Photograph of Zhang Huan’s “1/2 (Meat + Text),” a performance piece from 1998 wherein the artist’s body is covered in written Chinese characters with raw animal meat and ribs hanging off his shoulders over his torso.
Zhang Huan (London; New York: Phaidon, 2009)
A look at the remarkable Chinese performance artist, sculptor and painter, Zhang Huan.
Survey by Yilmaz Dziewior, Interview by RoseLee Goldberg, Focus by Robert Storr, Artist's Choice by Tiguang, Artist's Writings by Zhang Huan
Records added: 27
 
 
An Untitled billboard by Felix Gonzalez-Torres from 1991 in the middle of a grassy field by the side of a road depicting a photograph of a bed with pillows and white sheets.
Félix Gonzalez-Torres: Billboards (Santa Fe, NM: Radius Books; San Antonio, TX: Artpace, 2014)
Published in conjunction with an ambitious state-wide exhibition of 336 seminal billboards created by the Cuban-born artist. Developed with special permission from the artist's estate, this was the first-ever comprehensive survey of Gonzalez-Torres's billboard works in the US.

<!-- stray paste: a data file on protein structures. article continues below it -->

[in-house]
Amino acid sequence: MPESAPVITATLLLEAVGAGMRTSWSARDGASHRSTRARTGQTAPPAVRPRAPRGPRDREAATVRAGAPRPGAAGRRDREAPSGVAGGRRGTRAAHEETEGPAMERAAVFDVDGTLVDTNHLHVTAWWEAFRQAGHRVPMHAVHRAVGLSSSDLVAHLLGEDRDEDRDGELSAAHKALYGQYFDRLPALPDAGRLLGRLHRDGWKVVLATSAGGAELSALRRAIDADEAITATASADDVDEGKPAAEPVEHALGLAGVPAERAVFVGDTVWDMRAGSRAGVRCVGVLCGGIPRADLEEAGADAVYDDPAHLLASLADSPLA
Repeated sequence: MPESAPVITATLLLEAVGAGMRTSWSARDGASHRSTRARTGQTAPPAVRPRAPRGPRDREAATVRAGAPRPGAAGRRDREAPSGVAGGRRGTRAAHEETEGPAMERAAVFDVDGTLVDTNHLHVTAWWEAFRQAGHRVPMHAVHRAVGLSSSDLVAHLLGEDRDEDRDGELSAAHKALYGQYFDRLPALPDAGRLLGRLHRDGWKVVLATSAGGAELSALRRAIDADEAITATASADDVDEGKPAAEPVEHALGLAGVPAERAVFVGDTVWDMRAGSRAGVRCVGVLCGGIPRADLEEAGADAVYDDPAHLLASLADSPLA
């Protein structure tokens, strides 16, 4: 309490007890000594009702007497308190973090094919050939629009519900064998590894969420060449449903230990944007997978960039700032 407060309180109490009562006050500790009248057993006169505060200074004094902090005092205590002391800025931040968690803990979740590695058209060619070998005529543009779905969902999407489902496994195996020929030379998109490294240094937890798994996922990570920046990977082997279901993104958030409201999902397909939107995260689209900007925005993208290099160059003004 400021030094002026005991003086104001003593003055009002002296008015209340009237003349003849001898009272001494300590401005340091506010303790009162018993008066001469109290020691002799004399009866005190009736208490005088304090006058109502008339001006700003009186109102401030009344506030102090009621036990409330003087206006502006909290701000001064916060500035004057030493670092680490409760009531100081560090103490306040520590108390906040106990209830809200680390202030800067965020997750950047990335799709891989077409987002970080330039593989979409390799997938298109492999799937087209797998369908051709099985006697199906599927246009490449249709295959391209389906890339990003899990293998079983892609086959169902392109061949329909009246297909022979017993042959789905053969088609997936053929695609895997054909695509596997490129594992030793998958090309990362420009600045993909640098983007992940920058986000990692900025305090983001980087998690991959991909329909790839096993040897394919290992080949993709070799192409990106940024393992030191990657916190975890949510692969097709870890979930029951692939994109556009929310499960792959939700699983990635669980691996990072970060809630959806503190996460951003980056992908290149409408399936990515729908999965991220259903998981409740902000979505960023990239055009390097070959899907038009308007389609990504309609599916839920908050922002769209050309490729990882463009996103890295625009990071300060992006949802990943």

Introduction by Amanda Cruz, Text by Matthew Drutt
Records added: 15
 
Kerry James Marshall’s “Untitled” painting from 2009, showing a seated black woman with her hair in an elaborate up-do holding a giant palette, her paintbrush tipping toward a blob of white paint contrasting her dark skin, with a paint-by-numbers composition behind her, mostly unfinished.
Kerry James Marshall: Mastry (Chicago: Museum of Contemporary Art Chicago, 2016)
The definitive monograph on contemporary African American painter Kerry James Marshall, accompanying a major traveling retrospective.
Texts by Elizabeth Alexander, Ian Alteveer, Helen Molesworth, Dieter Roelstraete, and Abigail Winograd
Records added: 29